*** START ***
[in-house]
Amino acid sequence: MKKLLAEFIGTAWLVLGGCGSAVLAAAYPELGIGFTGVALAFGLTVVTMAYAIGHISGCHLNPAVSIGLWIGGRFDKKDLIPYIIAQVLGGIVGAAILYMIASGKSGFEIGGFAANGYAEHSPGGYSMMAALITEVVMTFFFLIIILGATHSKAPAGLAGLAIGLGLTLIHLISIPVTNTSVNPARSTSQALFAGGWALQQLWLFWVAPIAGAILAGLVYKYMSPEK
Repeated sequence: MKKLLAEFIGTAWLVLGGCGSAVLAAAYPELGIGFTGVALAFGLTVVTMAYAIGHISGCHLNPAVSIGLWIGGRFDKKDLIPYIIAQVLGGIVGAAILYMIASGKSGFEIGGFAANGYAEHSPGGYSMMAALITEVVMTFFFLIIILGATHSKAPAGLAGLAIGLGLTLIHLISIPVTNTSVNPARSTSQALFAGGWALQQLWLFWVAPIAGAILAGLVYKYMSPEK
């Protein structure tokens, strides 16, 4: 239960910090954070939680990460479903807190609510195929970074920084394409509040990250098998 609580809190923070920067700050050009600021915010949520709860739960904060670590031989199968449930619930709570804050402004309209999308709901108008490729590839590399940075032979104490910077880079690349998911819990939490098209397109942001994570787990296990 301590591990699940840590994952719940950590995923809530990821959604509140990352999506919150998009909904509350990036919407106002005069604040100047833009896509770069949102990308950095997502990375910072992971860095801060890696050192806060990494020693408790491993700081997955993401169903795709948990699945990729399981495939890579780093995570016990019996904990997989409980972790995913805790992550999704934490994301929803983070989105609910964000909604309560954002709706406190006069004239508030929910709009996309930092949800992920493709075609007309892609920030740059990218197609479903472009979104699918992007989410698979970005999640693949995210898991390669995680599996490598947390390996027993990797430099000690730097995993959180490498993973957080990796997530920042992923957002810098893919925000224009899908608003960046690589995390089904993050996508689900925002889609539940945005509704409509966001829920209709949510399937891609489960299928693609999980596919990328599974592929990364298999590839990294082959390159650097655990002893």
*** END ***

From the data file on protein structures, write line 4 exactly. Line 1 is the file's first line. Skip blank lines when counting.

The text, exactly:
């Protein structure tokens, strides 16, 4: 239960910090954070939680990460479903807190609510195929970074920084394409509040990250098998 609580809190923070920067700050050009600021915010949520709860739960904060670590031989199968449930619930709570804050402004309209999308709901108008490729590839590399940075032979104490910077880079690349998911819990939490098209397109942001994570787990296990 301590591990699940840590994952719940950590995923809530990821959604509140990352999506919150998009909904509350990036919407106002005069604040100047833009896509770069949102990308950095997502990375910072992971860095801060890696050192806060990494020693408790491993700081997955993401169903795709948990699945990729399981495939890579780093995570016990019996904990997989409980972790995913805790992550999704934490994301929803983070989105609910964000909604309560954002709706406190006069004239508030929910709009996309930092949800992920493709075609007309892609920030740059990218197609479903472009979104699918992007989410698979970005999640693949995210898991390669995680599996490598947390390996027993990797430099000690730097995993959180490498993973957080990796997530920042992923957002810098893919925000224009899908608003960046690589995390089904993050996508689900925002889609539940945005509704409509966001829920209709949510399937891609489960299928693609999980596919990328599974592929990364298999590839990294082959390159650097655990002893």